The turning or shifting of the strip of dough on the belts 16 and 40 is illustrated in Figs. 3 and 4. In Fig. 3 the belt consists of two separately driven belts 66 and 68. Each belt is driven by a motor 70 and sprocket chain 72 at a predetermined speed. As illustrated in Fig. 3, the belt 68 is driven at a higher speed than the belt 66 in order to shift or turn the strip upon the belt. Preferably, one of the motors 70 is a variable speed motor so that the relative speeds of the two belts may be varied in order to obtain the desiredshifting or turning of the strip on the belt before it enters a set of sheeting rolls.
Rotation of the sheet through any desired angle between 5 and 90 may be obtained. It has been found that with bread dough made from white flour, a shifting of the dough strip on the belt to bring its axis at an angle of about 45 to the line of travel of the belt will give a diagonal sheeting of the dough, which imparts a fine cellular structure to the dough and makes the diagonally sheeted strip strong to resist stretching both longitudinally and transversely.
It has been found that the diagonal sheeting of dough is very eliective in de-gasing the dough, and making a fine grain structure. This type of dough rises uniformly in the proofing action, and avoids the development of large holes in the finished baked loaf of bread. Furthermore, the dough spring in the proofing action is more uniform than with a dough which has the protein strands arranged substantially parallel to the longitudinal axis of a sheeted strip.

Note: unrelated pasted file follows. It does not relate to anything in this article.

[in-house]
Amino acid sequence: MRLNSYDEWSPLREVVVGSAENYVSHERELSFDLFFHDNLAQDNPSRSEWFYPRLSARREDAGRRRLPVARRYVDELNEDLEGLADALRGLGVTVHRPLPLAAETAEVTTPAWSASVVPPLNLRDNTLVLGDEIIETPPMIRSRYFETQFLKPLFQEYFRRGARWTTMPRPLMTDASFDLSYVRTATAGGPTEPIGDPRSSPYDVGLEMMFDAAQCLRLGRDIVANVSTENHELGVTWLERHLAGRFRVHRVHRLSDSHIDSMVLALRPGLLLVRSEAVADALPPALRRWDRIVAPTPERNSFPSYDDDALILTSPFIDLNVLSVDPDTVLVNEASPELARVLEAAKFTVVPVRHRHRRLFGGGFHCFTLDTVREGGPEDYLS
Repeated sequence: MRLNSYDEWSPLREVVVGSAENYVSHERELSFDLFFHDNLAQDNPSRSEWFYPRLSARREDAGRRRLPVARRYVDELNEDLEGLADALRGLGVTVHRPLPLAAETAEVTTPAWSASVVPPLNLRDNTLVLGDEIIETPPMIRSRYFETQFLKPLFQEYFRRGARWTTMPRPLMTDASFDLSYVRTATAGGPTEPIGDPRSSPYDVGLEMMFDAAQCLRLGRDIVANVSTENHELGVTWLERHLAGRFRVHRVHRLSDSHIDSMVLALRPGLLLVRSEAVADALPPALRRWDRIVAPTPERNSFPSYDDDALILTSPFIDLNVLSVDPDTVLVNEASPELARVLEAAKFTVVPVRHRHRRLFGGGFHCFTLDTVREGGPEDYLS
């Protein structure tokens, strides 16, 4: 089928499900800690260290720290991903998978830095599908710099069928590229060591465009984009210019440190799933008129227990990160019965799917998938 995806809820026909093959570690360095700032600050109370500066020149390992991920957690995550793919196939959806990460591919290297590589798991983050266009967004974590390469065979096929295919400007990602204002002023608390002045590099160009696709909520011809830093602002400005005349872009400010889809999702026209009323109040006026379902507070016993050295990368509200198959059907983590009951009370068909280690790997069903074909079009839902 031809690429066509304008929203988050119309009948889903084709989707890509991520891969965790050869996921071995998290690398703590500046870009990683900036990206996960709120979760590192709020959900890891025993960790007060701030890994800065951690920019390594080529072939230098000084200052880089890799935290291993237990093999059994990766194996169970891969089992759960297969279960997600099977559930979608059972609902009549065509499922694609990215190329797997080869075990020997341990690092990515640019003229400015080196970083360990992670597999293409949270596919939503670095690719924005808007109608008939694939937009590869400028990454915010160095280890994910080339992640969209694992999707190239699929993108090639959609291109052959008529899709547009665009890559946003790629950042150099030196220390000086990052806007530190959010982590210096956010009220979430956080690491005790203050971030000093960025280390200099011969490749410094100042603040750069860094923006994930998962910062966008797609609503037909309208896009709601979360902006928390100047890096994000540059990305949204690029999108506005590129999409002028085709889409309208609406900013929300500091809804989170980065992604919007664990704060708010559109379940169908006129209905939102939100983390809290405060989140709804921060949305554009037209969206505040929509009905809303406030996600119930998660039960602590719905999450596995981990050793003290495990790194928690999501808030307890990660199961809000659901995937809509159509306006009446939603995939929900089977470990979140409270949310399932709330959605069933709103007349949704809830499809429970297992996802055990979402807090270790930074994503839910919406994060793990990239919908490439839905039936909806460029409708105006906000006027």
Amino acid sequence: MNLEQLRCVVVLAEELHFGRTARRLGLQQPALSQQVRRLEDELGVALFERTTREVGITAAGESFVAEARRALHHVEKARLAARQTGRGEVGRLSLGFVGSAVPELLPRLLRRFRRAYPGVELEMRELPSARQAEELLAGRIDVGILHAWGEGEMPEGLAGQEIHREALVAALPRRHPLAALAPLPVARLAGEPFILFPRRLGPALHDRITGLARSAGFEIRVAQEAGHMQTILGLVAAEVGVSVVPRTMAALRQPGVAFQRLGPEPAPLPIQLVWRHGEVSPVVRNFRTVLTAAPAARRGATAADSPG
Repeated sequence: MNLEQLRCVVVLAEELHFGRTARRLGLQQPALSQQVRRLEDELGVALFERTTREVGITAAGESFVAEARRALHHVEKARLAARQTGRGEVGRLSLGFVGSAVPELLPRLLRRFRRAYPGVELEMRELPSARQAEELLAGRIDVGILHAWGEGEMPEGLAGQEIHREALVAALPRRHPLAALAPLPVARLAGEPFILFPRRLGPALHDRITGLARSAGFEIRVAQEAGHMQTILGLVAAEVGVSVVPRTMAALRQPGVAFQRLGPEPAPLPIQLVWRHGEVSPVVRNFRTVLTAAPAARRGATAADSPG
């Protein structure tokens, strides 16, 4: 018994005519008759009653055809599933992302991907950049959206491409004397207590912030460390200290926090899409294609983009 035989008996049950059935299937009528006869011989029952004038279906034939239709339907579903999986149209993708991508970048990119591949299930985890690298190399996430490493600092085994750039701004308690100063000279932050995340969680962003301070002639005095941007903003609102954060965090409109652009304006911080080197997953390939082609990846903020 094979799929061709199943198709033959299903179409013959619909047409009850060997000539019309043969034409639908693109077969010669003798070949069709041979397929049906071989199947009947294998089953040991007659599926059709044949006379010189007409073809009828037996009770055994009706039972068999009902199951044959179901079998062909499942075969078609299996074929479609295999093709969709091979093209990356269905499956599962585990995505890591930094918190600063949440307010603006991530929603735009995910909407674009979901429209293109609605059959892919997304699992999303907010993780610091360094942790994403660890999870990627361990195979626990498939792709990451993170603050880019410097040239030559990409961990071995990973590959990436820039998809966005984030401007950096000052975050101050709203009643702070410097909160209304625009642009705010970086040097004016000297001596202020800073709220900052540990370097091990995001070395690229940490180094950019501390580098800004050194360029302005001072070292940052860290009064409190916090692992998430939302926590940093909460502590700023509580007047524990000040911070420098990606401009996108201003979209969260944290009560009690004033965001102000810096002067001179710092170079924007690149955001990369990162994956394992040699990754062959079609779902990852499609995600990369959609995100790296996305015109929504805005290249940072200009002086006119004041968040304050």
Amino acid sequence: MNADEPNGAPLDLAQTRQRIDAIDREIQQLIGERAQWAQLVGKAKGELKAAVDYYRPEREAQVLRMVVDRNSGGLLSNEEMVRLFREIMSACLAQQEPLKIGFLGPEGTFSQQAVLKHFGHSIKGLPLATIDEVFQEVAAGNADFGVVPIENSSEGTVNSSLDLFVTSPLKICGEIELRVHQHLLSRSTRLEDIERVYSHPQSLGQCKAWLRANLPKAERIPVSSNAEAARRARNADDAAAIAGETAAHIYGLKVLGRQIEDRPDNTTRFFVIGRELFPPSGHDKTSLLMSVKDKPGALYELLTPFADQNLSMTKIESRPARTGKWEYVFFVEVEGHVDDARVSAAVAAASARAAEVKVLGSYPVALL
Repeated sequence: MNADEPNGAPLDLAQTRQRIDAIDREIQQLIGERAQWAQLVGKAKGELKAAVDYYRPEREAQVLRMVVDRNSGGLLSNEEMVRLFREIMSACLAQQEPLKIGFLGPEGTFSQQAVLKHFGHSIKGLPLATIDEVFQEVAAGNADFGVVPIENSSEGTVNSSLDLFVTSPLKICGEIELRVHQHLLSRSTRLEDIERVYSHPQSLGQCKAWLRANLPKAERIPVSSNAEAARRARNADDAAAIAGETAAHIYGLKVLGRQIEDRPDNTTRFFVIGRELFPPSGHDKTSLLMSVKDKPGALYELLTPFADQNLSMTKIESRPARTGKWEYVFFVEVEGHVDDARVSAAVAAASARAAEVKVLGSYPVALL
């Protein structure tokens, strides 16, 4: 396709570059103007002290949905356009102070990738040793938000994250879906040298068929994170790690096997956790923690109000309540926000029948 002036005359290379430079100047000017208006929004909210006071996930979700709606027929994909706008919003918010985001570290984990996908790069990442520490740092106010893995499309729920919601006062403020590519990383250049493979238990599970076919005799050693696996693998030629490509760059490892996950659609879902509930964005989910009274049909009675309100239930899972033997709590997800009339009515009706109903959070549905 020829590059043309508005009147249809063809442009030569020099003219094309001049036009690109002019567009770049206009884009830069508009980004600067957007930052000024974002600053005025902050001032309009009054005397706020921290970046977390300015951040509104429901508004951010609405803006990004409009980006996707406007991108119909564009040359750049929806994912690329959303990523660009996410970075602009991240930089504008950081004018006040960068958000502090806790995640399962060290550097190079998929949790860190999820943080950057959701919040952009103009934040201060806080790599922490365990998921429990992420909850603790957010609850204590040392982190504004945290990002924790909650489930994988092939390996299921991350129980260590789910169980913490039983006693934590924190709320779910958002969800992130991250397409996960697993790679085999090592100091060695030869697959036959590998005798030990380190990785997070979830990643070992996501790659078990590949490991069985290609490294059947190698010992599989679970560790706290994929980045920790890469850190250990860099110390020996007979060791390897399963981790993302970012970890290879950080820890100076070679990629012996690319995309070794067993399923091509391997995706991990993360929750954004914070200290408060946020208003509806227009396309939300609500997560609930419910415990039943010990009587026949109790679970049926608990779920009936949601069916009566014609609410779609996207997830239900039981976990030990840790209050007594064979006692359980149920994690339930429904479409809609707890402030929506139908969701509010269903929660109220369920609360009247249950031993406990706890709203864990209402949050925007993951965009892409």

In my copending application, Serial No. 261,288, filed December 12, 1951, I have illustrated and described a method of sheeting dough in which a rupturing or shearing action is used in conjunction with the compressing, kneading and extrusion actions which are usually used in the sheeting operation. As illustrated in Figs. 1 and 2, sheeting rolls 24, 38 and 52 are larger in diameter than the sheeting rolls 22, 36 and 50 so that when the large rolls are rotated at the same R. P. M. as the small rolls 22, 36 and 50 a shearing or rupturing action takes place which greatly improves the texture of the dough. With this rupturing action, in addition to the cross or diagonal sheeting action, the texture of the dough is improved. The sheeting rolls may have the same diameter and may be rotated at dilferent rates of speed to obtain the cross and diagonal sheeting if desired and still obtain a satisfactory product.